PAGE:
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U.S. Ambassador To Bulungi Suspected Of Making Country Up

WASHINGTON, DC—Chad Halpern, U.S. Ambassador to Bulungi since 1996, has been asked to return to Washington to face allegations that the West African nation does not exist.

Chad Halpern, U.S. ambassador to the African nation of Bulungi (see map).

"While nothing has been substantiated as of yet," President Clinton told reporters at a press conference Monday, "it appears Ambassador Halpern may have made the country up."

According to Clinton, suspicions first arose last month when Côte d'Ivoire president Henri Konan Bédié attended a formal state dinner at the White House. When Secretary of State Madeleine Albright asked Bédié for an update on the fighting between Côte d'Ivoire's army and Bulungi's Mukka-Lukka rebels, Bédié replied, "I am sorry, I do not understand of what you speak."

Albright then explained to Bédié that Ambassador Halpern had recently informed her that the fighting between Côte d'Ivoire and Bulungi had reached a breaking point, with Côte d'Ivoire's army advancing all the way to the Bulungian capital of Yabba-Dabba.

"After dinner that night," Clinton said, "Secretary Albright and I made the decision to look up Bulungi in an atlas. Unfortunately, we were unable to locate it. We also looked for it in a large dictionary, under several different spellings, but again, we were without success."

Ambassador Halpern, 24, of Laguna Beach, CA, was appointed to his post by President Clinton after a chance meeting at the Laguna Beach McDonald's where Halpern worked at the time. After discussing Bulungian politics with Halpern for more than two hours, Clinton was impressed enough to name him ambassador.

"Mr. Halpern is a charismatic and persuasive young man," Clinton said two years ago at a ceremony marking the appointment. "I am confident that with his great expertise, the U.S. can reestablish strong relations with Bulungi and help the nation move beyond all the problems that has plagued it in the past, such as last year's tribal war between the Dodos and the Mukka-Lukkas, and the Great Bongo Drought of 1994."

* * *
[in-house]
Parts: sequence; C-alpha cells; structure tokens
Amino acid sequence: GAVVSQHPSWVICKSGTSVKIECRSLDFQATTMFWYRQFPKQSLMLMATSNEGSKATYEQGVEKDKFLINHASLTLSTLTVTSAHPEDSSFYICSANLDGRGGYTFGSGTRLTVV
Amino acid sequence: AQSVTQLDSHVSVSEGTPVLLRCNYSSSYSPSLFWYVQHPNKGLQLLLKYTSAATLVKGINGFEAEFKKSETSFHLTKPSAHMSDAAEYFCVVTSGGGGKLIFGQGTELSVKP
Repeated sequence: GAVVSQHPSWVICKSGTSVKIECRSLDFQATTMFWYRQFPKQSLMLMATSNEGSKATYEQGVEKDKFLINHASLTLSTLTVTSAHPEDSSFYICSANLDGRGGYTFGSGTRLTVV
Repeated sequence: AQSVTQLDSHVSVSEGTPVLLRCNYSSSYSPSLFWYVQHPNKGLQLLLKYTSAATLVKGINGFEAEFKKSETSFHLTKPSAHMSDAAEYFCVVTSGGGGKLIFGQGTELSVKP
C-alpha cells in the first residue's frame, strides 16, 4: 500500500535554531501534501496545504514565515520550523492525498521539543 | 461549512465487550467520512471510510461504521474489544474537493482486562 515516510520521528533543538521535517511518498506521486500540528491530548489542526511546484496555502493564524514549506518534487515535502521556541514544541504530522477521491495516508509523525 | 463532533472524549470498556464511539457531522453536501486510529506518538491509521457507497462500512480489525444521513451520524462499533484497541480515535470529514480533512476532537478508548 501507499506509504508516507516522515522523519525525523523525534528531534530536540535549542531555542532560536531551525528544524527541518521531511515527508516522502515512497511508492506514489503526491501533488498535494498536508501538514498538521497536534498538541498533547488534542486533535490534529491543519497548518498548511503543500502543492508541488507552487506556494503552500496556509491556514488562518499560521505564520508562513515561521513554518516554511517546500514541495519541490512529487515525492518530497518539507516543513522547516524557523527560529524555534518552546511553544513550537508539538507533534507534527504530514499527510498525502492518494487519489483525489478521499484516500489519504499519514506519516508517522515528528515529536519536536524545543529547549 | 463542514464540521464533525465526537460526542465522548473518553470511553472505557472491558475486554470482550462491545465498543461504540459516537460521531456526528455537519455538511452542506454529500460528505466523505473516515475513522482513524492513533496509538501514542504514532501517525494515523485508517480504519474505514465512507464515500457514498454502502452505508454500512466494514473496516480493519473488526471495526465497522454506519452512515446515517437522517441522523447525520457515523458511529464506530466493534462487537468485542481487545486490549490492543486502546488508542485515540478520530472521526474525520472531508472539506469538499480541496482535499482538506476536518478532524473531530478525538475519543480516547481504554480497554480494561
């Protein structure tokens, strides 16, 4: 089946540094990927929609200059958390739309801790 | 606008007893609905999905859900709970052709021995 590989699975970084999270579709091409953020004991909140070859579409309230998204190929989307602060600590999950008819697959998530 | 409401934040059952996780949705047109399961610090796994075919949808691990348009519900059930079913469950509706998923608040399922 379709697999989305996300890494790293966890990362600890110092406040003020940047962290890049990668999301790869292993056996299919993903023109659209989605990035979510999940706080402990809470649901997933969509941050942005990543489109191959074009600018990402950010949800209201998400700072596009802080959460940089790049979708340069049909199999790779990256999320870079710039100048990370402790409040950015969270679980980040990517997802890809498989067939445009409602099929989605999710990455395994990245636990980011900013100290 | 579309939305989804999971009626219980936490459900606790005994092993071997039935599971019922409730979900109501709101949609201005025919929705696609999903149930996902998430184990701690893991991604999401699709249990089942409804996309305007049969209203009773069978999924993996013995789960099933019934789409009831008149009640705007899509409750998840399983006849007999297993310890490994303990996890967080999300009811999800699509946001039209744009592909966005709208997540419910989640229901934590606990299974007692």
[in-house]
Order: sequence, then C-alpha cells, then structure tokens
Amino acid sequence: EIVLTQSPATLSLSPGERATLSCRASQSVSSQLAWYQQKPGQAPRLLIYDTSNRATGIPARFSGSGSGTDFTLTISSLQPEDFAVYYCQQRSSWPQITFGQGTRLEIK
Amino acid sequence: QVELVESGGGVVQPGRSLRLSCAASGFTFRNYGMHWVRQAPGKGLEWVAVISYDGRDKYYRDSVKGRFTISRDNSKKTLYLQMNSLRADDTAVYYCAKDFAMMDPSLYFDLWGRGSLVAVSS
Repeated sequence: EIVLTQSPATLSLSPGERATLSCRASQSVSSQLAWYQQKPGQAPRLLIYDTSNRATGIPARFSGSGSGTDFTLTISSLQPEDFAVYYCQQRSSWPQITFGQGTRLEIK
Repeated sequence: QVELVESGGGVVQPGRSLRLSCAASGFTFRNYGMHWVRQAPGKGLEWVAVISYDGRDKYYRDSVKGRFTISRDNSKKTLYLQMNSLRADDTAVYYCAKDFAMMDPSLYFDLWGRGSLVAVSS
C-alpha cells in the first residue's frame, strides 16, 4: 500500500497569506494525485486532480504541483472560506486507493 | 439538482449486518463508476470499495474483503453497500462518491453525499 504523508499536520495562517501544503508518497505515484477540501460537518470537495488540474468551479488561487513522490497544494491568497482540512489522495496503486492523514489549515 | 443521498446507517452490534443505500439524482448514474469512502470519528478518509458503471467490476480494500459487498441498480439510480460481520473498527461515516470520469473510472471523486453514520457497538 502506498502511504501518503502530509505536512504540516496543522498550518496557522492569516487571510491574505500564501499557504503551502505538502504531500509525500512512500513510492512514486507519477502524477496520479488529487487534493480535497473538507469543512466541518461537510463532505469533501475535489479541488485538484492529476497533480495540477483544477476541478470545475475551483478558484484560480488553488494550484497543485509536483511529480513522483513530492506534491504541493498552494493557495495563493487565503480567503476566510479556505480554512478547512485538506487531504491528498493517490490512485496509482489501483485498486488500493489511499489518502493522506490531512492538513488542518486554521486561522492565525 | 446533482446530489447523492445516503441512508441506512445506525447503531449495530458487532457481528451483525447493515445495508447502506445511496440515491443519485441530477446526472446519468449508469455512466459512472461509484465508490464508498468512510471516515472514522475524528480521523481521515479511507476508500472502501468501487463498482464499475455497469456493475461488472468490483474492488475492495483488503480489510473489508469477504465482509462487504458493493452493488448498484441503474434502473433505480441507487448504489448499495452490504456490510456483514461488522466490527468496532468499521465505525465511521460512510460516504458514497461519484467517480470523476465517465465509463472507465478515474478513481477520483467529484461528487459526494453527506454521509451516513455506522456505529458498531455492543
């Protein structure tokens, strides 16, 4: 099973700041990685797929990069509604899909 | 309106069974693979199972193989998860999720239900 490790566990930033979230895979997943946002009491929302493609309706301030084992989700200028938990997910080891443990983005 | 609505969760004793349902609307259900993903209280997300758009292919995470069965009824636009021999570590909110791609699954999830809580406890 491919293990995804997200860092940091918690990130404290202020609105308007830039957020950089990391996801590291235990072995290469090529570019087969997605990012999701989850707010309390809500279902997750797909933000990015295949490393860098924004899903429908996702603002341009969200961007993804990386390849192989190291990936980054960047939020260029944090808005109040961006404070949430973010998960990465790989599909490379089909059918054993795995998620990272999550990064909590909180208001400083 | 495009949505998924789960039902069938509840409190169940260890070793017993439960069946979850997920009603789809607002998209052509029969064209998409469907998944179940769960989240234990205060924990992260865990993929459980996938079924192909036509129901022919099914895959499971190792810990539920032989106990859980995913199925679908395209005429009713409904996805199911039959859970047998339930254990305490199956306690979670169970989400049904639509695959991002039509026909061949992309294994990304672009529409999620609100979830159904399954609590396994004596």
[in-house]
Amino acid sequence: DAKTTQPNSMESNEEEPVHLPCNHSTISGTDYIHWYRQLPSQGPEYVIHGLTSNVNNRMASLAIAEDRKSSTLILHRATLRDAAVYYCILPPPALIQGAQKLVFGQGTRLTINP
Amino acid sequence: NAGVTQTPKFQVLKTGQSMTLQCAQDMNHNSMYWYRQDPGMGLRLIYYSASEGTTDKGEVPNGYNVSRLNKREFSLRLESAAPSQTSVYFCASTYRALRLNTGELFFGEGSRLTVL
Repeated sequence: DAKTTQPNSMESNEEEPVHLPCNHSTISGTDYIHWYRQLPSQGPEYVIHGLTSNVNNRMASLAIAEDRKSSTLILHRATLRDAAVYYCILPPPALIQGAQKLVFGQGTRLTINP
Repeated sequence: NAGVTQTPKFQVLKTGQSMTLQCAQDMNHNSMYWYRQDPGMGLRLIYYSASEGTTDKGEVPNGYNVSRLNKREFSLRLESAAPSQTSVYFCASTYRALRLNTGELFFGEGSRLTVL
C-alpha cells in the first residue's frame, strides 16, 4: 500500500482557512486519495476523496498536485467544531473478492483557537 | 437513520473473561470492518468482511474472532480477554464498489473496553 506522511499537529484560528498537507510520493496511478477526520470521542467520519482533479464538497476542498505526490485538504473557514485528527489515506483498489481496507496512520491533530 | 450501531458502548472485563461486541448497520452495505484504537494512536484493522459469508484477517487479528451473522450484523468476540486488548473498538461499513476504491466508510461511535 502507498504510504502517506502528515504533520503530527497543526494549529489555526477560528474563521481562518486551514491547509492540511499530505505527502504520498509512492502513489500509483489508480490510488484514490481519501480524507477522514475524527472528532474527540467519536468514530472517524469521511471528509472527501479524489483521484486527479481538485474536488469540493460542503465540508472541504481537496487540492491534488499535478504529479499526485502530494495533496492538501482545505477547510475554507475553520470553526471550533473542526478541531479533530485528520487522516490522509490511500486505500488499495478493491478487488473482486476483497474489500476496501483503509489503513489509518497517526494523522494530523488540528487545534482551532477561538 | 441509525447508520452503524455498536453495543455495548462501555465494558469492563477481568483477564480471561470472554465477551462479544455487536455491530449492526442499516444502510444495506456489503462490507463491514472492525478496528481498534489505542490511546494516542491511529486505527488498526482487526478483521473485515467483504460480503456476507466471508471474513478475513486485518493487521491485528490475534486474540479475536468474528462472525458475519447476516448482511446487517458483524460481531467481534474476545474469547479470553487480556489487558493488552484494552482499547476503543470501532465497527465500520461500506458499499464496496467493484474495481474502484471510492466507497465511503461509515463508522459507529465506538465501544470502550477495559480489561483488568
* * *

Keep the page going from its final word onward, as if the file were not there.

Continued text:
Pending further investigation, Halpern's $11,500 monthly salary—which has been sent to his girlfriend in Tahiti for the past two years due to Bulungi's lack of banks—has been suspended. For the past two years, Halpern's girlfriend's phone line in Tahiti has also been serving as a switchboard for routing calls between Halpern and Washington, a situation the ambassador explained was necessary because "the phones here in Bulungi are just all fucked up."

Despite the suspicions surrounding Halpern, Albright praised the ambassador, saying he has done "an excellent job monitoring a period in Bulungian history marked by often intense sectional surfing competitions." Albright did not, however, deny that a number of the phone calls between them were characterized by giggling.

According to Albright, while Halpern said that getting a ticket for a flight to Washington would be "a bitch," the ambassador assured her he would be on the next available D.C.-bound flight departing from Bulungi's Primo-Ganja Airport.

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